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Fwd: Re: Revision control

From: Arne Babenhauserheide
Subject: Fwd: Re: Revision control
Date: Sat, 7 Jun 2008 10:30:50 +0200
User-agent: KMail/1.9.9

Sorry, forgot to forward to the list... 

But while I'm at it: To me "pathological" doesn't mean bad, but simply "a very 
seldomly appearing case", as out maths profs use it - I just realized that 
the expression could be easily taken wrong. 

And: Many thanks for the info about changes in Linux! The massive changerate 
is interesting news to me. 

----------  Weitergeleitete Nachricht  ----------

Betreff: Re: Revision control
Datum: Mittwoch 04 Juni 2008
Von: Arne Babenhauserheide <arne_bab@web.de>
An: Ivan Shmakov <oneingray@gmail.com>

Am Mittwoch 04 Juni 2008 11:18:57 schrieb Ivan Shmakov:
>  > This is bound to take a little bit more space, especially for big
>  > files which are changed very often,
>       Consider, e. g.:
> linux-2.6.25.y.git $ git diff --numstat v2.6.2{4,5} | wc -l
> 9738
> linux-2.6.25.y.git $
>       I. e., 9738 files (out of 23810, about 41%) have changed between
>       Linux 2.6.24 and 2.6.25.  I guess that it would take a whole lot
>       of disk space to store the whole history for each of them a
>       second time.
>       (The new files should have been taken into account in the above
>       estimation, but I don't think these will influence the result
>       significantly enough.)

Yes, that case seems quite patological to me... I don't know many projects, 
where between 2 releases 40% of the files change, but maybe I simply lack 

And git was written for Linux, so it should be optimal for it (which it sure 

>  > but having the changes for files data stored in a structure similar
>  > to the tracked files takes advantage of disk and filesystem
>  > capabilities when pulling in many changes by reducing seeks.
>       I don't think so.  Wouldn't the balanced tree be better than an
>       average project's source tree in terms of speed?  And doesn't
>       Git's objects/ make a close approximation of a balanced tree?

Wouldn't a balanced tree mean, that each update changes random files on the 

A filesystem is working best, if it can read and write sequencially, so the 
balanced tree equals random access, about the worst case access for a file 
system or disk, as far as I know (just short of a structured access with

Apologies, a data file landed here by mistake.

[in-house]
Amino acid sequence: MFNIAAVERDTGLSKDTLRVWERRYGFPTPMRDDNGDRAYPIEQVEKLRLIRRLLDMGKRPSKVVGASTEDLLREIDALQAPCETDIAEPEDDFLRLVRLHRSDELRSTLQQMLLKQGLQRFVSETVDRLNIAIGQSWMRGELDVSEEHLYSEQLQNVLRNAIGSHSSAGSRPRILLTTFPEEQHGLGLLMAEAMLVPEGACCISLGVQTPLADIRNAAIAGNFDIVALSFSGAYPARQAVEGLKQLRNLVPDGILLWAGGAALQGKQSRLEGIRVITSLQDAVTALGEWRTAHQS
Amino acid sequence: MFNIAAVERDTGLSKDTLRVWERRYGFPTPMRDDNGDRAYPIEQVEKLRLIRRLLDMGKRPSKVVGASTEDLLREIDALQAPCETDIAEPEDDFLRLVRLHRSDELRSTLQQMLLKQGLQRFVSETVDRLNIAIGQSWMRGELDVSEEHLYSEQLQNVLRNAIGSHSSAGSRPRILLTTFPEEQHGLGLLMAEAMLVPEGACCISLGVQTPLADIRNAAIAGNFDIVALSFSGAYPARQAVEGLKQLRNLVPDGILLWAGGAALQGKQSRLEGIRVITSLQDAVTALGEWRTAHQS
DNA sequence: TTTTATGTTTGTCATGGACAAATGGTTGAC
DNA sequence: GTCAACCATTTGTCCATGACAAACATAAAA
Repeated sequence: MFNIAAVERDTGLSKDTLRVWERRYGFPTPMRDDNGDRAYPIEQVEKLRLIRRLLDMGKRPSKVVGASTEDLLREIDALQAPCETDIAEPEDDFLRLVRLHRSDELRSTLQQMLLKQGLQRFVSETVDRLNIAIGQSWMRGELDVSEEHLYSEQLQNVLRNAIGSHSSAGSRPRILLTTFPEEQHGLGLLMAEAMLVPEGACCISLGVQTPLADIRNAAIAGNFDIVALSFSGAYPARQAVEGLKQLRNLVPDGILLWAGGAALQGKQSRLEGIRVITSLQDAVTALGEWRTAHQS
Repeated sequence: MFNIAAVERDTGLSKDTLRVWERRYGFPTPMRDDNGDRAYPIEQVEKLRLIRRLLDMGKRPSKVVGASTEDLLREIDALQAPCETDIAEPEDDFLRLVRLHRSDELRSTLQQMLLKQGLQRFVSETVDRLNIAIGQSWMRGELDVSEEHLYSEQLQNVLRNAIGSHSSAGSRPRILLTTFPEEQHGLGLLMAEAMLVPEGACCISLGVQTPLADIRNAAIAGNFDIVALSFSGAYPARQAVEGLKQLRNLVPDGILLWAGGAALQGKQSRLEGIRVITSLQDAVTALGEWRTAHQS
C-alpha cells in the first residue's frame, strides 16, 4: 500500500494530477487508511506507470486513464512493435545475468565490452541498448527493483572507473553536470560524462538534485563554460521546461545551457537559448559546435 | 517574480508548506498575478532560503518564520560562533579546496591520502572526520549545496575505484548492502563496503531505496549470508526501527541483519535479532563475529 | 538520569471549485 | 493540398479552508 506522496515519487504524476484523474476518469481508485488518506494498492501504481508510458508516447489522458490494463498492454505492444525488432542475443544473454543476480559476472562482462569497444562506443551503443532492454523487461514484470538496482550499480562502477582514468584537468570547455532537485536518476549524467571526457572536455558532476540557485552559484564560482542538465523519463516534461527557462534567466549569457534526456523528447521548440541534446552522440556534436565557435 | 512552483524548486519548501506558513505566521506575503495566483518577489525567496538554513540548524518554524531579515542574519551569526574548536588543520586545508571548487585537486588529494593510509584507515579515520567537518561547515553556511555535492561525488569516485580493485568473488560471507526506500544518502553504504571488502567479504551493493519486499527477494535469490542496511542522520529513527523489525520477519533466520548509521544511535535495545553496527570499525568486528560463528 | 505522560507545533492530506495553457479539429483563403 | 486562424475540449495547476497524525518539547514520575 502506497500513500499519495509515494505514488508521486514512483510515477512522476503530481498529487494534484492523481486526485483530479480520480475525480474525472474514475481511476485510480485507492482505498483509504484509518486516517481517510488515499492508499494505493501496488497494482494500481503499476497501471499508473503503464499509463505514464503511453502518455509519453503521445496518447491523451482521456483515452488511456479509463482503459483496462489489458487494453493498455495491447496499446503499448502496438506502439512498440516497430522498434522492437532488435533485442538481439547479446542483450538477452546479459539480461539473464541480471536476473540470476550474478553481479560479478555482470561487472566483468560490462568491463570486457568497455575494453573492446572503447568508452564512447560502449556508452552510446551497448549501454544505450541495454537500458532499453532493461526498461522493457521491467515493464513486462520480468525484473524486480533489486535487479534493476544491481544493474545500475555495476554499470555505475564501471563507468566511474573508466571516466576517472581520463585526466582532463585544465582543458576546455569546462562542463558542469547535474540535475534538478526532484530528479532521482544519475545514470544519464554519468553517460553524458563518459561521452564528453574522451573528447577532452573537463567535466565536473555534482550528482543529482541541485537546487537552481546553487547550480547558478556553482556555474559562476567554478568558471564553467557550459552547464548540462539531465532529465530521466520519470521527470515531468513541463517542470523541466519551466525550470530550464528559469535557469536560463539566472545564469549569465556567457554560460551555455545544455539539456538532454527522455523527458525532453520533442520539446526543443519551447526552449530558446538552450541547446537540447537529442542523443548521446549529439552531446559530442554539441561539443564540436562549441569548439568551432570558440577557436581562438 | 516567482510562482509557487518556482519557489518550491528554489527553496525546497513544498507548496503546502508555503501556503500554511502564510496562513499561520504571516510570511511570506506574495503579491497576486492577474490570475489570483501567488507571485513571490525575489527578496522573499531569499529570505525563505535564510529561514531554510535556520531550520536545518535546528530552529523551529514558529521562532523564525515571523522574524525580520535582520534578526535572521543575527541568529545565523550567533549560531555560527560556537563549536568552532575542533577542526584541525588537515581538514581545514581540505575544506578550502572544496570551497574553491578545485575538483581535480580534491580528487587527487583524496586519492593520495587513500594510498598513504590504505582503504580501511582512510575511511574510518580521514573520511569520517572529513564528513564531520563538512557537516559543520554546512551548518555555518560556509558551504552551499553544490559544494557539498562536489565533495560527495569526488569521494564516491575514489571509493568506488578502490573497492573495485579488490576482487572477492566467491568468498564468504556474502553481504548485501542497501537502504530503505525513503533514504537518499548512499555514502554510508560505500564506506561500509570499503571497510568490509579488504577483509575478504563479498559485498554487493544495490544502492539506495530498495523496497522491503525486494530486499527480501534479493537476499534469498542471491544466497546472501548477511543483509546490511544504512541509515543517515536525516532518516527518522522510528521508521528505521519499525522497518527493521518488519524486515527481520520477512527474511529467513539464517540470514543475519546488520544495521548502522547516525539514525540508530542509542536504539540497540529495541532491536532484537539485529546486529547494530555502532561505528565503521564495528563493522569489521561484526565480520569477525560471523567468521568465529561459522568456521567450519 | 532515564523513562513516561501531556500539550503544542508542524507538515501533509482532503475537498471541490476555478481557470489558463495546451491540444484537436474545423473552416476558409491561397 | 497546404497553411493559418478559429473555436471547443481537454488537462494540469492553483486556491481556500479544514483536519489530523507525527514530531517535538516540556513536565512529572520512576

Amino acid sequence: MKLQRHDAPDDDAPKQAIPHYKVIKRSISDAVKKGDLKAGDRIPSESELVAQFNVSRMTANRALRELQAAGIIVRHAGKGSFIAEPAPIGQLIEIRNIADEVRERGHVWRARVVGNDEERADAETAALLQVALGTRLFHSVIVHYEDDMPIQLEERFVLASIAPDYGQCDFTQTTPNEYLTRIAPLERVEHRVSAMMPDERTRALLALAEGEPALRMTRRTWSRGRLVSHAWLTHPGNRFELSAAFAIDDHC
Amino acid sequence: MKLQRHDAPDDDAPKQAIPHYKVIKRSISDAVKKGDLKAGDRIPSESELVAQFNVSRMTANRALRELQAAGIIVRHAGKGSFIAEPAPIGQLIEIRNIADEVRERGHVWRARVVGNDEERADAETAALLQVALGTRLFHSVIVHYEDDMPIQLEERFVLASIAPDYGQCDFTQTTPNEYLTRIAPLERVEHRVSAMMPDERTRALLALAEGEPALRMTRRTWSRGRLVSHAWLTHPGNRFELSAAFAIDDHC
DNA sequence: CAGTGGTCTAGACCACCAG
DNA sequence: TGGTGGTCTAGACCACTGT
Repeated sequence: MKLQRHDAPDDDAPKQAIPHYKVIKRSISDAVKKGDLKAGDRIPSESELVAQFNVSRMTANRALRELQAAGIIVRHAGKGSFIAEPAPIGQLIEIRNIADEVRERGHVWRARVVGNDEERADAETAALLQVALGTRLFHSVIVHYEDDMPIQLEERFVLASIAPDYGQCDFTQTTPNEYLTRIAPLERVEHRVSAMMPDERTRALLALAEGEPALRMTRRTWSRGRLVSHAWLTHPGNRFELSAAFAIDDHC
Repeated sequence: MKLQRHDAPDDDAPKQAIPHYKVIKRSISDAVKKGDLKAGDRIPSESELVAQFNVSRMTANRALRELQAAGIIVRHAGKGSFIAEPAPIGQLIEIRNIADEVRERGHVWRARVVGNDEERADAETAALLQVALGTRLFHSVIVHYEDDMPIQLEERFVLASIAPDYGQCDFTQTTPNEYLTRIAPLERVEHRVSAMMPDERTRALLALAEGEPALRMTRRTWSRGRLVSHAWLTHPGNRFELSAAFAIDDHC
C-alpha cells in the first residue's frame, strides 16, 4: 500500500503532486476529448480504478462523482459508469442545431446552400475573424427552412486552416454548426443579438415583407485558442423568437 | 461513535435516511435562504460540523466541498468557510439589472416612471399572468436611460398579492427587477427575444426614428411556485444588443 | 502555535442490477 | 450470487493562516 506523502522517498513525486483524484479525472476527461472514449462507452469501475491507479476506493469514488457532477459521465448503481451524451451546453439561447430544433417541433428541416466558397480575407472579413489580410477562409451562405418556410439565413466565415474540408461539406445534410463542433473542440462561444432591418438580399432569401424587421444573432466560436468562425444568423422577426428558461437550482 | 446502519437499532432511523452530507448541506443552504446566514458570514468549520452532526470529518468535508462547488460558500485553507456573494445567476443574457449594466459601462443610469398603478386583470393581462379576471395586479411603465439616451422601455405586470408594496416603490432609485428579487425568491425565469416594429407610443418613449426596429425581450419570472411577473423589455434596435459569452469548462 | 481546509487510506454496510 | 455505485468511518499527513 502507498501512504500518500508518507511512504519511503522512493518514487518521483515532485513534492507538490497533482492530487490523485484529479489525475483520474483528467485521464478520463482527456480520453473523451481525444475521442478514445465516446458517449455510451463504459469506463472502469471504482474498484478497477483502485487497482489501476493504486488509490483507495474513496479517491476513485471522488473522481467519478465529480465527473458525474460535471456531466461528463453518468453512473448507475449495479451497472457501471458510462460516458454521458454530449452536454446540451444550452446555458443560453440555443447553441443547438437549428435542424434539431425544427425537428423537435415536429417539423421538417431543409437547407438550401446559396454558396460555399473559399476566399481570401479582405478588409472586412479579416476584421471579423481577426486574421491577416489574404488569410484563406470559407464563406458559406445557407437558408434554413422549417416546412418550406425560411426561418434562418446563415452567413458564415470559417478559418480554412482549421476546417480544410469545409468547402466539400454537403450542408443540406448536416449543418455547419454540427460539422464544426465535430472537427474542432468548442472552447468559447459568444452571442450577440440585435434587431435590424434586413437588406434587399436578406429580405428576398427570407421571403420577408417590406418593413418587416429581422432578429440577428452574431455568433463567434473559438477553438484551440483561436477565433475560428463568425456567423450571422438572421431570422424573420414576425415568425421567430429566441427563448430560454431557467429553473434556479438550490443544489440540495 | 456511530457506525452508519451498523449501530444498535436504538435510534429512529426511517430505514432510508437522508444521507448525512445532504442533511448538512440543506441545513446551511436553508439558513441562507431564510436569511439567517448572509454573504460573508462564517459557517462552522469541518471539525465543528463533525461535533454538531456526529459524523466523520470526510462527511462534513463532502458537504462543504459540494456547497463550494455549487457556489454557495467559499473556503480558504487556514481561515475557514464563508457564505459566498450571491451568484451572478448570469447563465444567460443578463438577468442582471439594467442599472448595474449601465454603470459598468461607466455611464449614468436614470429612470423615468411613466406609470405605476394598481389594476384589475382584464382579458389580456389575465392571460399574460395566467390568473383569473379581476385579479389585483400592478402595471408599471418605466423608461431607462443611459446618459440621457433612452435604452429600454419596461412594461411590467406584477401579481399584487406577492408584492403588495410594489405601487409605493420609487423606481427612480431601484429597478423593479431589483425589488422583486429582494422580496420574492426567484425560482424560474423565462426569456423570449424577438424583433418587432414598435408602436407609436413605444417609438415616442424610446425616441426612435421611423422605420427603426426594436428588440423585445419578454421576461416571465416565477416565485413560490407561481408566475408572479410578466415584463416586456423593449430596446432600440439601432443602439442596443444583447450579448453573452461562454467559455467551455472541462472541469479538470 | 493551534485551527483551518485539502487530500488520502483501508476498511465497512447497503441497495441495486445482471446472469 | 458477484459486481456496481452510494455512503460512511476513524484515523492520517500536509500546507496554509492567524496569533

stride sizes just above the read ahead size / block size of the filesystem or 

Repacked repositories should avoid this, though, by having one pack which to 
read (I don't know how the changes get stored in the pack. Does git have to 
read the whole pack to get some changes or does it read only parts of it? 
Reading the whole pack would be most efficient for disk access, but less 
efficient in terms of necessary memory). 

>  > It's speed vs size, I think.
>       Perhaps, but it seems that Mercurial could be faster only when
>       it comes to random access to the history of a given file.  It
>       seems to me that the per-file structure will have a speed
>       penalty (when compared to the per-changeset one) for every other
>       usage case.

It should be faster when checking many changes (just read in each changed 
store file from position x to position y) and when transmitting many commits 
at once (only one access per changed file instead of one per changeset). 

>       It may make sense to use a kind of ``combined'' approach, but I
>       don't know of any VCS that implements some.

It might get complicated as hell. Maybe that is why :) 

>  > Besides: Is there some easy way to have a shared push repository to
>  > do garbage collection automatically?
>       To be honest, I don't use Git on a regular basis.  For my own
>       projects I tend to use GNU Arch, and I typically use whatever
>       VCS for the projects I do participate in.
>       I use Git primarily to track changes in the projects which
>       either use Git (e. g., Linux, Gnulib, etc.) or use some
>       non-distributed VCS (like SVN, via git-svn(1).)  It seems to be
>       a specific enough usage case, so that I've never encountered any
>       need to GC my Git repositories.

Maybe you could do a test. 
- Create 1000 files and add+commit them. 
- Check the size of the repository. 
- Append 100 random lines to each file, then commit each one in a single 
- Check the size again. 
- Now garbage collect. 
- Check the size one last time. 

From my experience, garbage collection makes a huge difference. 

I only use git in normal operation to work on the Hurd wiki, but I prefer to 
work with Mercurial. It feels far cleaner. 

>       FWIW, Git repositories (containing no packs) could be cloned
>       with `rsync', too, while retaining all the savings in network
>       bandwidth (again, due to the per-changeset structure of the
>       repository.)

I just checked Mercurial on that, and it seems to be possible, too (though I 
didn't think of it before). 

- http://www.selenic.com/mercurial/wiki/index.cgi/UsingRsyncToPushAndPull

I didn't check that myself, though (I prefer plain cloning my 
repositories :) ). 

Best wishes, 
Unpolitisch sein
Heißt politisch sein
Ohne es zu merken. 
- Arne Babenhauserheide ( http://draketo.de )

-- Weblog: http://blog.draketo.de
-- Infinite Hands: http://infinite-hands.draketo.de - singing a part of the 
history of free software. 
-- Ein Würfel System: http://1w6.org - einfach saubere (Rollenspiel-) Regeln

-- Mein öffentlicher Schlüssel (PGP/GnuPG): 

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